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A mitre saw is a circular saw mounted on a frame, fixed to a rotating cutting table to make various cuts across the grain of timber. The saw may have a slide action, allowing cuts on much wider boards. Without a slide action, it is also known as a chop saw, or cut-off saw.
While this guidance has not been updated to reflect current work health and safety legislation (the Health and Safety at Work Act 2015 and regulations), it may still contain relevant information and practices to keep workers and others healthy and safe.
Please read this guidance in conjunction with all relevant industry standards that apply to you as a PCBU. This guidance will be progressively reviewed and either updated, replaced with other guidance, or revoked.
There are several types of power mitre saws:
- Standard mitre saw: has a fixed vertical pivot with rotating cutting table, allowing horizontally angled (or mitred) cuts while the blade remains vertical.
- Compound mitre saw: has a rotating vertical pivot, allowing the cutter head and blade to tilt (or bevel) sideways in addition to the horizontally rotating table. This allows vertical and horizontal angled cuts, as well as cuts angled on both planes.
- Sliding compound mitre saw: a compound mitre saw with horizontal sliding arms for the cutter head, allowing cuts on much wider boards.
- Dual compound mitre saw: similar to a sliding compound mitre saw, but its blade and motor can tilt both left and right, providing more flexibility for cutting complicated angles, such as those required for crown moulding.
Mitre saws are often used for cutting long pieces of timber to length, and may be used to cut an angle on the end of a length of timber. When a mitre saw is used for cutting short lengths, the timber may be clamped on the saw’s table, and the blade pushed through the timber.
Mitre saws do not allow the blade to turn parallel to the back fence, so they cannot perform rip cuts.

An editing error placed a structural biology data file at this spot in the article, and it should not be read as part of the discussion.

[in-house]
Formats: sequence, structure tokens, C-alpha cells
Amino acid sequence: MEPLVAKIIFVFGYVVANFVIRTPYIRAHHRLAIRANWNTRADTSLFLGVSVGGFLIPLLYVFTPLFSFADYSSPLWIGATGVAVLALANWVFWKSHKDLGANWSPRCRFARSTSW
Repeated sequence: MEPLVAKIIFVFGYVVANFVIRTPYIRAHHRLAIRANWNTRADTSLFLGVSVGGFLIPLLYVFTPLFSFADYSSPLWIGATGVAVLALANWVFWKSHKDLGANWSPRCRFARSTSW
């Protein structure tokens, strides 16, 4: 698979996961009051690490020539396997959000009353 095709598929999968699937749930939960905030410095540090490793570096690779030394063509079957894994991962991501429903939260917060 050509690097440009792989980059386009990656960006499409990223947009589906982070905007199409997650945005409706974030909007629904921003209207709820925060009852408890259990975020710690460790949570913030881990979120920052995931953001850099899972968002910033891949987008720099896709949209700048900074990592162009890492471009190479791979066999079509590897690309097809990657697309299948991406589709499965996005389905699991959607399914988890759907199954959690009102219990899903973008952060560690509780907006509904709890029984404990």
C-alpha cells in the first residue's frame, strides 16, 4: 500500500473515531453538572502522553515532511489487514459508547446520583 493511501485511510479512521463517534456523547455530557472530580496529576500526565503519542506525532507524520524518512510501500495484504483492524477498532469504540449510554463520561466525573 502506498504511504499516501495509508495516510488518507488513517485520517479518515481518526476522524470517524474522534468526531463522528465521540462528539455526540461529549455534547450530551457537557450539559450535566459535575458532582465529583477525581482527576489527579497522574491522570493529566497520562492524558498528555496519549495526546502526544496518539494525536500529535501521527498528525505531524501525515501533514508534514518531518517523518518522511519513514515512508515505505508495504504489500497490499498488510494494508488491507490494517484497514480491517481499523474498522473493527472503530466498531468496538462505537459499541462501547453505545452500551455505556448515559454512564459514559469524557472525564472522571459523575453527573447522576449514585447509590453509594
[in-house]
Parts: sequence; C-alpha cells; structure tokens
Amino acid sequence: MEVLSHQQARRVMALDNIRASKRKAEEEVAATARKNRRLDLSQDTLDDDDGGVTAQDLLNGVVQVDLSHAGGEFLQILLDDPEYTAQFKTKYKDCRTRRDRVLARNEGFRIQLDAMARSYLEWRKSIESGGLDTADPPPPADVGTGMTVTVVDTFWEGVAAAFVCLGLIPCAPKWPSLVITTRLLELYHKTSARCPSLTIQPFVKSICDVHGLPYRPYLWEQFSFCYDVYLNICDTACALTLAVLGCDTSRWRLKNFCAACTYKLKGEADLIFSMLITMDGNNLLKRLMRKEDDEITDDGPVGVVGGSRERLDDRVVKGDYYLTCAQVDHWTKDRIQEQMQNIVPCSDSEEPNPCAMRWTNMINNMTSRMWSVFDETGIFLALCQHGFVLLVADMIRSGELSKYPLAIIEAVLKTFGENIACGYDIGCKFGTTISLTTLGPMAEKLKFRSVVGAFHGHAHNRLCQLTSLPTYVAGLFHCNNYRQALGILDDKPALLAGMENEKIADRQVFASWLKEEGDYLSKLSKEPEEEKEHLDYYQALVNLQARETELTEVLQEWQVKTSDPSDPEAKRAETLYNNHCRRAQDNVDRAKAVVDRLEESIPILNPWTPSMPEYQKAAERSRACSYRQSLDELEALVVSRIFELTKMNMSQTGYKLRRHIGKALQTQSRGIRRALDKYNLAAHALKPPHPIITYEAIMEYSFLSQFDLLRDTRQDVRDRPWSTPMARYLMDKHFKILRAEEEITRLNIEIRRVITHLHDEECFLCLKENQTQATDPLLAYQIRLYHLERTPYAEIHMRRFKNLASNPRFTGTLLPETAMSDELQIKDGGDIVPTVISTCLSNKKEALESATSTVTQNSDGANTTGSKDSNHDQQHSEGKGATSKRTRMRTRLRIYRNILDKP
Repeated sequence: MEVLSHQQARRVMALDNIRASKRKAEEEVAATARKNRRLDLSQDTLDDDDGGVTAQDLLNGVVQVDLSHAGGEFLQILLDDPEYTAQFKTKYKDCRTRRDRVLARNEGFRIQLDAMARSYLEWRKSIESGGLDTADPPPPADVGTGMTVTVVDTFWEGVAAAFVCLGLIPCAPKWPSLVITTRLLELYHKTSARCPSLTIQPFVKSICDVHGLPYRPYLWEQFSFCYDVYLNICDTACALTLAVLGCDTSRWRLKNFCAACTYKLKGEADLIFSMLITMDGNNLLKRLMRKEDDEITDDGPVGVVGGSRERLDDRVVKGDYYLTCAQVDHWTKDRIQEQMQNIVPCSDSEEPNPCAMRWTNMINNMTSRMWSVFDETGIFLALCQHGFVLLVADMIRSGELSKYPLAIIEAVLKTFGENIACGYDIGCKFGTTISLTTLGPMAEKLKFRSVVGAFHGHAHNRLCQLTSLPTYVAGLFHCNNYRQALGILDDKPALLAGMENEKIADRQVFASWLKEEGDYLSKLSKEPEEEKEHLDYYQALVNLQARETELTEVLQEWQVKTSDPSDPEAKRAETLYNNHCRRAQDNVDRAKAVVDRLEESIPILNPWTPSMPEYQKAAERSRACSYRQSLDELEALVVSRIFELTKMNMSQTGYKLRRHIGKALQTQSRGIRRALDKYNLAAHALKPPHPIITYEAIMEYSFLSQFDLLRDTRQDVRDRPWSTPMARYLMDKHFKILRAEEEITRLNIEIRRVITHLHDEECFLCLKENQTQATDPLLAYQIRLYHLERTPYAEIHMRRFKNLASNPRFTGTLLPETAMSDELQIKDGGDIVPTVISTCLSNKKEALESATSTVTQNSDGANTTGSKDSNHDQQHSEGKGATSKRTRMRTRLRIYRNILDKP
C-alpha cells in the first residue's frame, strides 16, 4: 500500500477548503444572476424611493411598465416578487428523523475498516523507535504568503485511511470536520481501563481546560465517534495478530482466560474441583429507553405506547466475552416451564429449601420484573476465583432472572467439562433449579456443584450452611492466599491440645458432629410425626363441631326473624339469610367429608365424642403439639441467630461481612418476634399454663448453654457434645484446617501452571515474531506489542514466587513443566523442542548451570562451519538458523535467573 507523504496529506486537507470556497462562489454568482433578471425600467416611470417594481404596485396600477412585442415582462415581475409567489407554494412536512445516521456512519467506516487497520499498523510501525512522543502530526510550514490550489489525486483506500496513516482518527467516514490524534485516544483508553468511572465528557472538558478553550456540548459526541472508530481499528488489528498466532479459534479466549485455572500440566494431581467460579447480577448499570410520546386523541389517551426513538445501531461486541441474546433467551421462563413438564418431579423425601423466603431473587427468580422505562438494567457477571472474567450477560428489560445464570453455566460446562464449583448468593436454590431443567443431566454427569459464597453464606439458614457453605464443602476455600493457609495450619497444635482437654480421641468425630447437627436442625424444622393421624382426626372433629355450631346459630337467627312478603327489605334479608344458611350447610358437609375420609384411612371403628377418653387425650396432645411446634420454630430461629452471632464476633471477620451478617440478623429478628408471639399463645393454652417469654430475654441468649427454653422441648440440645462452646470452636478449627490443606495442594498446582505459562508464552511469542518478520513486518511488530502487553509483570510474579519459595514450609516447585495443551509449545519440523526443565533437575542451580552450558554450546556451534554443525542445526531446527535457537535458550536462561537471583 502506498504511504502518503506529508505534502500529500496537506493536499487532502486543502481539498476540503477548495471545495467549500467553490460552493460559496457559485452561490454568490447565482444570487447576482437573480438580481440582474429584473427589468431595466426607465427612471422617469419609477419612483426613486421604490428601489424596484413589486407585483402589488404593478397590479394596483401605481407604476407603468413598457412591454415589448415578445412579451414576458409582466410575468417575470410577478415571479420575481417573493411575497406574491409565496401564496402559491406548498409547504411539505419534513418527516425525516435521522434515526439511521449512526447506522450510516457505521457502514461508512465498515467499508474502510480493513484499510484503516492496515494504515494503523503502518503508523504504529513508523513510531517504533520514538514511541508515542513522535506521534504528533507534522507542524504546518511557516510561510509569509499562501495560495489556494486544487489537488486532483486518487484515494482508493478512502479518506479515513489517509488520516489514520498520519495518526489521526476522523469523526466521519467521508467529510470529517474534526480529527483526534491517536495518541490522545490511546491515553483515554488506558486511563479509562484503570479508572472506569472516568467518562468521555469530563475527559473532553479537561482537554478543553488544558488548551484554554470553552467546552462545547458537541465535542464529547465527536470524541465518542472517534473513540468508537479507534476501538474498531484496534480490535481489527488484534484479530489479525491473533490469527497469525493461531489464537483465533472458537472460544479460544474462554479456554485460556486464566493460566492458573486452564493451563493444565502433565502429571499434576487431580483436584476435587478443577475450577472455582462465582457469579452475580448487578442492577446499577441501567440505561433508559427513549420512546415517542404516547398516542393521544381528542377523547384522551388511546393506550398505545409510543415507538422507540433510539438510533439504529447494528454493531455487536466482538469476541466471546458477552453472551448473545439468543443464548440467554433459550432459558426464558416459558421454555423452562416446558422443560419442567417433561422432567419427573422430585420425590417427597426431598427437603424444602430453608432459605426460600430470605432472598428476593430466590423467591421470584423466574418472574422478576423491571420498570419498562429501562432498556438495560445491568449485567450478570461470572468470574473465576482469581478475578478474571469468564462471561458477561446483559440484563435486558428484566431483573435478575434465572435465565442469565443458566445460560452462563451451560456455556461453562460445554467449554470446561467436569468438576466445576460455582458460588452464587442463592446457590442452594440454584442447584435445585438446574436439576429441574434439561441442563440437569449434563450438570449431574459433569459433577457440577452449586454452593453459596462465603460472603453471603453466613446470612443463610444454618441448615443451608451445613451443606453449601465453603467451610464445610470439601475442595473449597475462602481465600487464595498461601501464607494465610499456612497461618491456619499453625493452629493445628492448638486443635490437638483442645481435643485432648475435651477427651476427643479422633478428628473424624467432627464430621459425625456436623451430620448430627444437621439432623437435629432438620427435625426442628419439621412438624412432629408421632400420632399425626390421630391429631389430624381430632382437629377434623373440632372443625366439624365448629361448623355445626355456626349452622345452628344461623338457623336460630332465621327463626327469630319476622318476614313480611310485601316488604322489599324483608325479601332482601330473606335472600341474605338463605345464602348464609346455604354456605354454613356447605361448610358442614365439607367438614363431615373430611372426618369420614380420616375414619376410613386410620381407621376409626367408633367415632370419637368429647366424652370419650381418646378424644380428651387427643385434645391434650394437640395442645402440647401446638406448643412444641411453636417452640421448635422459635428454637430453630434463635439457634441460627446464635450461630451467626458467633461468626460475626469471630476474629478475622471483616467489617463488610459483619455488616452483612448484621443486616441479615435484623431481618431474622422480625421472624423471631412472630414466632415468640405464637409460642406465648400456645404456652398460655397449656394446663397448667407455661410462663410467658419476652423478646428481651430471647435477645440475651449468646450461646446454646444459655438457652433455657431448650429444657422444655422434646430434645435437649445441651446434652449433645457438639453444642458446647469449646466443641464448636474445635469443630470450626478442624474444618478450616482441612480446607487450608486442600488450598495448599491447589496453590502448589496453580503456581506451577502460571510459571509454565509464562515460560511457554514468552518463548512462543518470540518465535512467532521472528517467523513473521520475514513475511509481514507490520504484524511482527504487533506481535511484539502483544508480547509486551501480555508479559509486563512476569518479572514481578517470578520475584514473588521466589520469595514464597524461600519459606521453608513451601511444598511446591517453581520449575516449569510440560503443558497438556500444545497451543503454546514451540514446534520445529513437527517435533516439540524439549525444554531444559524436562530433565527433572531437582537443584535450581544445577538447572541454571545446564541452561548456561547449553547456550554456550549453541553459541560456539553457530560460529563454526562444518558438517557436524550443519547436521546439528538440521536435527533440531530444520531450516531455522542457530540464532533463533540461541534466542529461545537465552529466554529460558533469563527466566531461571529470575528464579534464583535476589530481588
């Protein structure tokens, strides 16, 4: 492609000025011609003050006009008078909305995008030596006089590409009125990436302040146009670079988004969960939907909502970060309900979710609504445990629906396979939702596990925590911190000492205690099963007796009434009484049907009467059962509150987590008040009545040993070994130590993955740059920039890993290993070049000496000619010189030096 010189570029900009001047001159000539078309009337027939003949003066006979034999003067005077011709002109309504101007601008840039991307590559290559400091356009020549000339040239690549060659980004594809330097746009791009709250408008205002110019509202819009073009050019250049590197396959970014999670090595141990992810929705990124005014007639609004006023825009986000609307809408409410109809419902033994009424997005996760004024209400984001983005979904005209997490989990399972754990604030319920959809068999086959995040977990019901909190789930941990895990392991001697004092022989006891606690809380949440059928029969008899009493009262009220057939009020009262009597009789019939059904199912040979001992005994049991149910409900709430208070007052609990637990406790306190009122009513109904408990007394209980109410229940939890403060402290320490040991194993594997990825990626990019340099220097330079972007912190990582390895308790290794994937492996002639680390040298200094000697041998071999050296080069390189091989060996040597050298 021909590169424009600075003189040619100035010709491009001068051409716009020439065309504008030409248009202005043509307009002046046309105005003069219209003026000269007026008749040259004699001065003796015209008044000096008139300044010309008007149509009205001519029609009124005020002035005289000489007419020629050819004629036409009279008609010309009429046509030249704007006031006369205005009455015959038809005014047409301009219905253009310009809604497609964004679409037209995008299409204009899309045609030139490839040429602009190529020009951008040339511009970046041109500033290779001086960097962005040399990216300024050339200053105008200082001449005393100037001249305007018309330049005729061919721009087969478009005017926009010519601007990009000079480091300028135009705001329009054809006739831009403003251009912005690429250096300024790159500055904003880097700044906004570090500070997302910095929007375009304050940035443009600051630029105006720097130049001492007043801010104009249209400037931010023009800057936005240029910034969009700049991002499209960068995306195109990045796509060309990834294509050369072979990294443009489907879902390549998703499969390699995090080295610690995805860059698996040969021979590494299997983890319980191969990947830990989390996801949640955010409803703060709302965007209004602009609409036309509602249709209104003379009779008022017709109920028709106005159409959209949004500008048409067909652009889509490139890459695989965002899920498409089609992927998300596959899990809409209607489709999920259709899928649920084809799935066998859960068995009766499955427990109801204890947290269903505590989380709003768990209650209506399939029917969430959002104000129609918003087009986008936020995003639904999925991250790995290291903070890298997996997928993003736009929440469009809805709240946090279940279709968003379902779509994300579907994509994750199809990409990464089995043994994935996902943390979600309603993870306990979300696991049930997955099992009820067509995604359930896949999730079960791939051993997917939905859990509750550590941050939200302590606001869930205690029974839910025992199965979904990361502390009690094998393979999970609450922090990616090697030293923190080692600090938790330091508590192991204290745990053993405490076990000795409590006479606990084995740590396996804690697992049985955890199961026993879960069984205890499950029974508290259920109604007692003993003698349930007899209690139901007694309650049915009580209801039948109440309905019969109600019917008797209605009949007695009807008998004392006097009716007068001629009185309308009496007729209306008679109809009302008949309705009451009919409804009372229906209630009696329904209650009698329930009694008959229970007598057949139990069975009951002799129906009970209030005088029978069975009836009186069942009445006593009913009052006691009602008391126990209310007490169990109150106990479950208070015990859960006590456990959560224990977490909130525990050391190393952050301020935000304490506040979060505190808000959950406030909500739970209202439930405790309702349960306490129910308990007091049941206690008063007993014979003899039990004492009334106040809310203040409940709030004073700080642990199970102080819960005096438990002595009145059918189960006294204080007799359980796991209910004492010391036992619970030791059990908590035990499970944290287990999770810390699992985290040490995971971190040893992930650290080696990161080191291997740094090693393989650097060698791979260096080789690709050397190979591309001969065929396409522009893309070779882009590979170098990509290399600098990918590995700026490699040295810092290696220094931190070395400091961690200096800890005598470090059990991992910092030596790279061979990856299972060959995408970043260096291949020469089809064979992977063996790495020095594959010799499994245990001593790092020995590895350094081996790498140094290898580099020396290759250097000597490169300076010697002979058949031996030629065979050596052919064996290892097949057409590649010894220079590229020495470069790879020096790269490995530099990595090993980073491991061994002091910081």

Figure 1: Mitre saw
- Entanglement from contact with the blade
- Contact or impact from moving timber
- Slips, trips & falls
- Contact, impact and entanglement from unexpected movement (during maintenance, cleaning & repairs)
Personal protective equipment (PPE)
- Ear protection
- Eye protection
- Dust protection
Task – Present timber to the saw
Entanglement from contact with the blade
- Deep cuts or amputation
- FIX guarding. Replace guards if damaged.
- FIT the teeth below the spindle with a peripheral guard that automatically lifts to clear timber as the operator lowers the blade.
- USE clamps to eliminate the need for reaching to the blade.
- DO NOT feed the workpiece into the blade or cut “freehand” – the workpiece MUST be fixed, and clamped or braced by your hand.
- NEVER cross your hand over intended line of cutting.
It is very dangerous to support the workpiece “cross-handed”, that is, holding the left side of the workpiece with your right hand.
Contact or impact from moving timber
- DO NOT cut more than one piece at a time.
Multiple workpieces cannot be sufficiently clamped or braced, and may attach to the blade or shift during cutting.
Other (non-mechanical) hazards
- Risk of fire or explosion – sparks may ignite fumes
- DO NOT USE saws in damp or wet locations.
- DO NOT USE saws near flammable liquids or in explosive atmospheres.
- Hearing damage or loss
- REDUCE noise levels by isolating machines or enclosing within noise barriers.
- ASSESS noise levels.
- ARRANGE hearing screenings.
- ALWAYS WEAR hearing protection.
A safe noise level over an eight hour day is 85dB(A). A mitre saw may exceed this noise intensity.
- Eye irritation or damage
- Breathing problems, lung damage or cancer
- Worsening of existing health problems
- USE dust extraction equipment to minimise dust getting in the operator’s breathing zone.
- ALWAYS WEAR eye protection.
- ALWAYS USE respiratory protection.
Slips trips and falls
- KEEP up-to-date housekeeping procedures.
- KEEP the areas around saws clear of slip and trip hazards.
Task – Maintenance, cleaning & repairs
Contact, impact or entanglement from unexpected movement
- Deeps cuts or amputation
- LOCK-OUT all power supplies before maintenance, cleaning and repairs.
- ARRANGE regular inspections by a competent person.
- REMOVE or LOCK-OUT saws that fail inspection, and DO NOT USE until repaired or replaced.
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